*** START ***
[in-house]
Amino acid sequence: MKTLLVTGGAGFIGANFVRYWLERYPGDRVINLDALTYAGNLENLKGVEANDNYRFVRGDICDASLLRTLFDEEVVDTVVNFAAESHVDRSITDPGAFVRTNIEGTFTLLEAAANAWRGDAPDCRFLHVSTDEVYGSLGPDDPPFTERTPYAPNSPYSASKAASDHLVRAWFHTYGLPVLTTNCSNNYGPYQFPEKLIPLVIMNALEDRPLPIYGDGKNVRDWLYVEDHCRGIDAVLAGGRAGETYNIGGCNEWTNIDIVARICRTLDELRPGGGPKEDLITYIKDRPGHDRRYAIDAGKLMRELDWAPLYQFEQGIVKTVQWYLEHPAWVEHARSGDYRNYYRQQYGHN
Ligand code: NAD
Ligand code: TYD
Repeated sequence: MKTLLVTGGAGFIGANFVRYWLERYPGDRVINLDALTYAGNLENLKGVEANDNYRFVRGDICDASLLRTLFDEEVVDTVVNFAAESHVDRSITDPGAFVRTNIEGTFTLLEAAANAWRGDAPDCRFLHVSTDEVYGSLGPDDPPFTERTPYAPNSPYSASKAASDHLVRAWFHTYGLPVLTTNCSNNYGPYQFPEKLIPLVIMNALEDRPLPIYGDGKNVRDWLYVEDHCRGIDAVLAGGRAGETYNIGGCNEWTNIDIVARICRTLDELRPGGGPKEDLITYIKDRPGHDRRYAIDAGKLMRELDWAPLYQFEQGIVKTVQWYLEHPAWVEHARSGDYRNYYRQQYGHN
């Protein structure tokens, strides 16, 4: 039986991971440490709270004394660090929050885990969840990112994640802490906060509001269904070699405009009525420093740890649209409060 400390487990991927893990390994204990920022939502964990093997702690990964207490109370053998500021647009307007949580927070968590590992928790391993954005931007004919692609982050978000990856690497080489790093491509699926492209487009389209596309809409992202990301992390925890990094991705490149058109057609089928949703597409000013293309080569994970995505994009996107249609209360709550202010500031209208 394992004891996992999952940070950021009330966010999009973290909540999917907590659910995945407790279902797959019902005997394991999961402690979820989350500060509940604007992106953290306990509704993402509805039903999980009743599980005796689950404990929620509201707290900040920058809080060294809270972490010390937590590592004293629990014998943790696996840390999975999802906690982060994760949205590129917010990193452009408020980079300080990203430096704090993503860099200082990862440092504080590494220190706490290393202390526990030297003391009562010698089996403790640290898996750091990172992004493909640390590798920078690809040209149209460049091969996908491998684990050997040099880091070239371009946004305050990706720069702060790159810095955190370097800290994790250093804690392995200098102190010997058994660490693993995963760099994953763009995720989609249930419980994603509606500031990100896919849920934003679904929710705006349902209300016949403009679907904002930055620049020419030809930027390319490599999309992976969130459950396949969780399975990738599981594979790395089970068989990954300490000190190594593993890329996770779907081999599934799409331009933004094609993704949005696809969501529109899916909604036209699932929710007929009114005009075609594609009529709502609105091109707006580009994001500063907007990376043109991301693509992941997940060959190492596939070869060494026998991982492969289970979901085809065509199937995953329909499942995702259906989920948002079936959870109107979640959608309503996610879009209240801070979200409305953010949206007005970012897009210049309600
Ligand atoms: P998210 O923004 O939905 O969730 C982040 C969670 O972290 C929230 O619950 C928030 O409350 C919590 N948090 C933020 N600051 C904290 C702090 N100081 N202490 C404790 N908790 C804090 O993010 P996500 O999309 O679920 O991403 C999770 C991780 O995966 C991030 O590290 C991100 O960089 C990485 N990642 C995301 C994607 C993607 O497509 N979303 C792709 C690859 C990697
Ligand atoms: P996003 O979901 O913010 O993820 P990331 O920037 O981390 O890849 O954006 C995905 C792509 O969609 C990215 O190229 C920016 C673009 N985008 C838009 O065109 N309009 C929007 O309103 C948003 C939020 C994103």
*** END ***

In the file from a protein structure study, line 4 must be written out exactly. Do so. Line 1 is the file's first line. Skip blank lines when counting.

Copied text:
Ligand code: TYD